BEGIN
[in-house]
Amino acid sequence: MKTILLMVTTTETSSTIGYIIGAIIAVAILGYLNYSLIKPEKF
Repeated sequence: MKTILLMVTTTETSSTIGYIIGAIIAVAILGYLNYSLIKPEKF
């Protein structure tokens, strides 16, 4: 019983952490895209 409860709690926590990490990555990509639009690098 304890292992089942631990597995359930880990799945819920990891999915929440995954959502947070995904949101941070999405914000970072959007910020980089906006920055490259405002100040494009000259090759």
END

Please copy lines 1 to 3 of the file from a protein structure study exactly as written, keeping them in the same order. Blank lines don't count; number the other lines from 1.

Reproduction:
[in-house]
Amino acid sequence: MKTILLMVTTTETSSTIGYIIGAIIAVAILGYLNYSLIKPEKF
Repeated sequence: MKTILLMVTTTETSSTIGYIIGAIIAVAILGYLNYSLIKPEKF